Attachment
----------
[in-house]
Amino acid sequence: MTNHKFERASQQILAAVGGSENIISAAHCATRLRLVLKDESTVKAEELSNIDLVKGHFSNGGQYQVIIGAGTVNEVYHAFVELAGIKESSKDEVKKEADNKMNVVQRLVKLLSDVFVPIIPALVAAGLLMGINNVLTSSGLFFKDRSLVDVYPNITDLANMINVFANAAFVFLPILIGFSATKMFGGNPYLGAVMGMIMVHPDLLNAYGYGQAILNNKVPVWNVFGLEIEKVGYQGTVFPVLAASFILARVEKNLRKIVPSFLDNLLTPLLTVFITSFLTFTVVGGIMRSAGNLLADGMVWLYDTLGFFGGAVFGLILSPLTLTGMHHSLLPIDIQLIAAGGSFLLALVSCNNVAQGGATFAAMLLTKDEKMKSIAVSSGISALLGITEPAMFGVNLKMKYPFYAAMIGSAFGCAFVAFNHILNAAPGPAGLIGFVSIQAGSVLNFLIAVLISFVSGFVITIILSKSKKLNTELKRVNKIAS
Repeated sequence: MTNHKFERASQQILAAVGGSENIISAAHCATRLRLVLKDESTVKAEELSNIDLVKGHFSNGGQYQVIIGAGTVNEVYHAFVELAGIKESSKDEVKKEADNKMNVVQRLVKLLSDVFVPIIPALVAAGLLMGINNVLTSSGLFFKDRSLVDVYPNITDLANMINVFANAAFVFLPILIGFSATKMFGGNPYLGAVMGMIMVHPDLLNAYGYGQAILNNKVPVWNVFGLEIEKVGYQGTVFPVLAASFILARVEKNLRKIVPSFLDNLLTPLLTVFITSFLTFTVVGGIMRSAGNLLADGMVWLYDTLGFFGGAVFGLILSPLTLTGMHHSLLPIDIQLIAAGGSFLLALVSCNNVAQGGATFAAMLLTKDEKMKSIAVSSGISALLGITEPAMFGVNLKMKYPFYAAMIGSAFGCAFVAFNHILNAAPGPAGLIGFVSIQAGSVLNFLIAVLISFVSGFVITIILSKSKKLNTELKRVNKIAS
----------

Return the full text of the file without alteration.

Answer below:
[in-house]
Amino acid sequence: MTNHKFERASQQILAAVGGSENIISAAHCATRLRLVLKDESTVKAEELSNIDLVKGHFSNGGQYQVIIGAGTVNEVYHAFVELAGIKESSKDEVKKEADNKMNVVQRLVKLLSDVFVPIIPALVAAGLLMGINNVLTSSGLFFKDRSLVDVYPNITDLANMINVFANAAFVFLPILIGFSATKMFGGNPYLGAVMGMIMVHPDLLNAYGYGQAILNNKVPVWNVFGLEIEKVGYQGTVFPVLAASFILARVEKNLRKIVPSFLDNLLTPLLTVFITSFLTFTVVGGIMRSAGNLLADGMVWLYDTLGFFGGAVFGLILSPLTLTGMHHSLLPIDIQLIAAGGSFLLALVSCNNVAQGGATFAAMLLTKDEKMKSIAVSSGISALLGITEPAMFGVNLKMKYPFYAAMIGSAFGCAFVAFNHILNAAPGPAGLIGFVSIQAGSVLNFLIAVLISFVSGFVITIILSKSKKLNTELKRVNKIAS
Repeated sequence: MTNHKFERASQQILAAVGGSENIISAAHCATRLRLVLKDESTVKAEELSNIDLVKGHFSNGGQYQVIIGAGTVNEVYHAFVELAGIKESSKDEVKKEADNKMNVVQRLVKLLSDVFVPIIPALVAAGLLMGINNVLTSSGLFFKDRSLVDVYPNITDLANMINVFANAAFVFLPILIGFSATKMFGGNPYLGAVMGMIMVHPDLLNAYGYGQAILNNKVPVWNVFGLEIEKVGYQGTVFPVLAASFILARVEKNLRKIVPSFLDNLLTPLLTVFITSFLTFTVVGGIMRSAGNLLADGMVWLYDTLGFFGGAVFGLILSPLTLTGMHHSLLPIDIQLIAAGGSFLLALVSCNNVAQGGATFAAMLLTKDEKMKSIAVSSGISALLGITEPAMFGVNLKMKYPFYAAMIGSAFGCAFVAFNHILNAAPGPAGLIGFVSIQAGSVLNFLIAVLISFVSGFVITIILSKSKKLNTELKRVNKIAS